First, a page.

Nipponeselover, via Wikimedia Commons

In late June Gov. Ned Lamont signed HB 5917– An Act Implementing the Recommendations of the Vision Zero Council. The law, which passed by wide bipartisan margins, is an attempt to stem and reverse the scourge of traffic and pedestrian fatalities in the state.

Perhaps the most important provision is the section empowering municipalities to install automated speed and red light cameras within “school zones, pedestrian safety zones and other places in such municipality.” With the school year right around the corner, it’s the perfect time for Connecticut’s towns and cities to start identifying dangerous intersections near their schools and lay the groundwork for safer streets. 

Thomas Broderick

Most Connecticut kids will start Day 1 of the 2023-2024 school year by waiting for a bus or piling into a car — and they won’t be alone in that. According to the Safe Routes to School Organization, in 1969, 48% of children walked or bicycled to school, but by 2009 that number was down to only 13%. A 2019 article in Planetizen provided even starker data points. According to a planner at a public meeting, “Over 85 percent of people’s parents walked to school, but only 61 percent of respondents say they walked to school. And they report that only 10 percent of their children walk to school today.” This is a policy failure on so many levels.

Students miss out on exercise and the freedom previous generations enjoyed, but so do the parents who have to shuttle them to and from class and activities. And walkable and bikeable schools are also better on an educational level, too. Students who can get to school independently are better able to participate in extracurricular activities or get extra academic help before the day begins without having to rely on a parent (many of whom work and can’t drop them off early or pick them up after). 

There are many reasons why so few of Connecticut’s kids walk or bike to school. Representatives Tom O’Dea and Travis Simms argued that Connecticut’s neglect laws are too broad, and co-sponsored a bill to “make clear that neglect isn’t when you let your kids play outside or walk to school.” I applaud their efforts, but I think there’s a more important reason why parents don’t let their kids walk or bike as much as they used to — the built environment and the ever-present danger of cars.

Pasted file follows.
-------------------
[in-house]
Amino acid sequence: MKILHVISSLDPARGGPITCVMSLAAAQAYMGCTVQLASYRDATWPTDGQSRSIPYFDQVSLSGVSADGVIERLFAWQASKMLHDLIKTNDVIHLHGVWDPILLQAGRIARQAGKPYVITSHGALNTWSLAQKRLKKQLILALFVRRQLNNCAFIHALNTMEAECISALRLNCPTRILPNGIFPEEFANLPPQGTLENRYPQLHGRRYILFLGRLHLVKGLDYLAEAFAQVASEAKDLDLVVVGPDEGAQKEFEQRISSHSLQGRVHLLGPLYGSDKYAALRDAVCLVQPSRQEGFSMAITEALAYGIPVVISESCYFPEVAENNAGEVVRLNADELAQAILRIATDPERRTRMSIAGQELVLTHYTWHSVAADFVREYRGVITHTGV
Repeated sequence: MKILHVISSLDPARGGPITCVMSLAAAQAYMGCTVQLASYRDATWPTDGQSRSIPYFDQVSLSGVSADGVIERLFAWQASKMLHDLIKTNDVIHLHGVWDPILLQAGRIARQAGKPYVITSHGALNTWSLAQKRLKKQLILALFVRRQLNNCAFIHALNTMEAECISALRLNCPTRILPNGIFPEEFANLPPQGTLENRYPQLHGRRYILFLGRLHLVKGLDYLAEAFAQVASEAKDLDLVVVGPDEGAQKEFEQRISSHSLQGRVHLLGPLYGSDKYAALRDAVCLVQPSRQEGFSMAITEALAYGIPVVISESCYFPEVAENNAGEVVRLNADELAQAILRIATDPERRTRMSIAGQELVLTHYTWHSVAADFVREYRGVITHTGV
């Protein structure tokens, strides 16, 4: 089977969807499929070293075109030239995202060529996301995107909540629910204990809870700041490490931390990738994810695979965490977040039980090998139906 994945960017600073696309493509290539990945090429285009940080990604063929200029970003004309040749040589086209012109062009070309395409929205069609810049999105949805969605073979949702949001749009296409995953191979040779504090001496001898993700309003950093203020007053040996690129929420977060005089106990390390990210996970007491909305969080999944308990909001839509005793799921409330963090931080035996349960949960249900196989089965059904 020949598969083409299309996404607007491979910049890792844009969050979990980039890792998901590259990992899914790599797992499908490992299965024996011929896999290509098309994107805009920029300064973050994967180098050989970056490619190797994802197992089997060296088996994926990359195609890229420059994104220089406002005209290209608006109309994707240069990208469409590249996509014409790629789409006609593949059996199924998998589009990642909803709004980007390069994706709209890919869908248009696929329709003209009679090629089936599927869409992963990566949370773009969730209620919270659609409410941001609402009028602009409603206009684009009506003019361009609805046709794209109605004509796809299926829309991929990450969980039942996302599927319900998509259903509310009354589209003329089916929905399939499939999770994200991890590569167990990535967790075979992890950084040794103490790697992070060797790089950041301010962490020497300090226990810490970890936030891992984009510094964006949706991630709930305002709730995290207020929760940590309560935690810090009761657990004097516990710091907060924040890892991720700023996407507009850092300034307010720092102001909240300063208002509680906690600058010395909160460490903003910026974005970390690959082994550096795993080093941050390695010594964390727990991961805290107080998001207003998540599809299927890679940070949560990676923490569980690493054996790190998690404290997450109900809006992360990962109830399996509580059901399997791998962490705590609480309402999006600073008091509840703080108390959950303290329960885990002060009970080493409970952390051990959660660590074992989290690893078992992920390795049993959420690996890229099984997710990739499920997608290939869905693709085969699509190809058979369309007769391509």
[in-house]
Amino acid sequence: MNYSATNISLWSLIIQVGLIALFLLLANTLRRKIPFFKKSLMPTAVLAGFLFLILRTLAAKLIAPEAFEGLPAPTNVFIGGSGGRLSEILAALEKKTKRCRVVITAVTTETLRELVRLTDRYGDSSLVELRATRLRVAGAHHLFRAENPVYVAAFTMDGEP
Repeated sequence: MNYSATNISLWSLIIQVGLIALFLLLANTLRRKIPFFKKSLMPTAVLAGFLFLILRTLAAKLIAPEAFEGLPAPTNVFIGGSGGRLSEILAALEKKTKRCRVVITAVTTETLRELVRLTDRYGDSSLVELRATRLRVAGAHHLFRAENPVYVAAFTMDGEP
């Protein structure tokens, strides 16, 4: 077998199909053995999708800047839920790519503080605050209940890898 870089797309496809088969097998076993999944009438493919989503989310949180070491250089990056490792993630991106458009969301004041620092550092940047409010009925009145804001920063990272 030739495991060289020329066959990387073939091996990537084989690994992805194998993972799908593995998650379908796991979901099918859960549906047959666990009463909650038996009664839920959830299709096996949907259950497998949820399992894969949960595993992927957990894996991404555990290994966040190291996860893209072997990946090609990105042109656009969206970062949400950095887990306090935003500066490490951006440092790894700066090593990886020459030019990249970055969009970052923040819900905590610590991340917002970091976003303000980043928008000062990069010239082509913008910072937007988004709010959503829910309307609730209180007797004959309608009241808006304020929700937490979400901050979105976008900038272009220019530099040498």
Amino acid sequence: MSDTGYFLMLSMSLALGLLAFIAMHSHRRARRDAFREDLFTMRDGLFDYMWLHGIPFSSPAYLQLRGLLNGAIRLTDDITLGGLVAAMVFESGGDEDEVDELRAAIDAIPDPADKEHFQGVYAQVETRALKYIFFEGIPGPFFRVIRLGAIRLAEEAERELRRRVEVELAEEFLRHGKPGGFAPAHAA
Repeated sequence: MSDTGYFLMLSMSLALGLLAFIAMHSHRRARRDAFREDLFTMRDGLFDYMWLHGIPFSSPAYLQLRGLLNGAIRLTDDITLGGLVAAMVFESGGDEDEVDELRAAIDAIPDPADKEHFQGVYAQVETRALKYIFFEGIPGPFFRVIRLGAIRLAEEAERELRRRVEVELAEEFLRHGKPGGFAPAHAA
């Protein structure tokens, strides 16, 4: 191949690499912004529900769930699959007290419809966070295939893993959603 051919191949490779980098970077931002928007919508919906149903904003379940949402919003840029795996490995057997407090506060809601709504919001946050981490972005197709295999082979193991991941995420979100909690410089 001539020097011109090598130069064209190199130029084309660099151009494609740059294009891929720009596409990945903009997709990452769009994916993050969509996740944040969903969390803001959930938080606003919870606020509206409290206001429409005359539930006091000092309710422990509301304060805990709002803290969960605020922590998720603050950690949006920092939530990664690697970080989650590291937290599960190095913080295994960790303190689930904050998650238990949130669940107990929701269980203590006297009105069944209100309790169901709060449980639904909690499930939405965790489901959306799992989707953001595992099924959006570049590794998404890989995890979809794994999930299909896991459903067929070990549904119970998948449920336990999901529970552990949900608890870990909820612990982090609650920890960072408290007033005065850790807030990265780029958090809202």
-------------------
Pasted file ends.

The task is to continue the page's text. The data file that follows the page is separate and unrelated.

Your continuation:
Massive minimum lot sizes mean our homes are spread out and far away from schools, and too many towns have compounded that error by building new schools out on the edge. Couple that with too few sidewalks, the ever-increasing size of vehicles, and rampant speeding and red light running, and it’s no wonder less kids walk and bike. 

Fortunately, there are efforts to reverse these trends. This past May over 50 students rode their bikes to Fairfield’s Stratfield School as part of the town’s first “bike bus.” And in many of our cities, students already walk to school, and we should take advantage of the tools the Vision Zero bill offers to make it safer for the state’s kids to get to class each day. 

Ultimately, we need to build streets that are safe for humans, including wide sidewalks, separated and protected bike lanes, and woonerf-style traffic calming measures. But that will take time, and in the meanwhile we don’t have to accept the status quo of fast cars and main roads that are too dangerous for kids to walk and bike to school on. 

Automated traffic enforcement in school zones can’t make cars smaller or build more sidewalks, but it can make the streets around schools safer. As Abigail Roth outlined in an outstanding piece in April, “18 states use speed cameras; 22 red light cameras. Most studies reported that speed cameras reduce collisions by 30 to 40%.” In other words, automated enforcement cameras work. 

As of October 1, any municipality can authorize such automated traffic safety devices in school zones, and everyone involved in education —including parents, teachers, principals, superintendents, boards of education, and students themselves—should start identifying locations and pushing their elected officials to install them as soon as possible.

We all have an interest in stopping reckless driving, and automated traffic cameras are a no-brainer for school zones across Connecticut.

Thomas Broderick lives in Trumbull.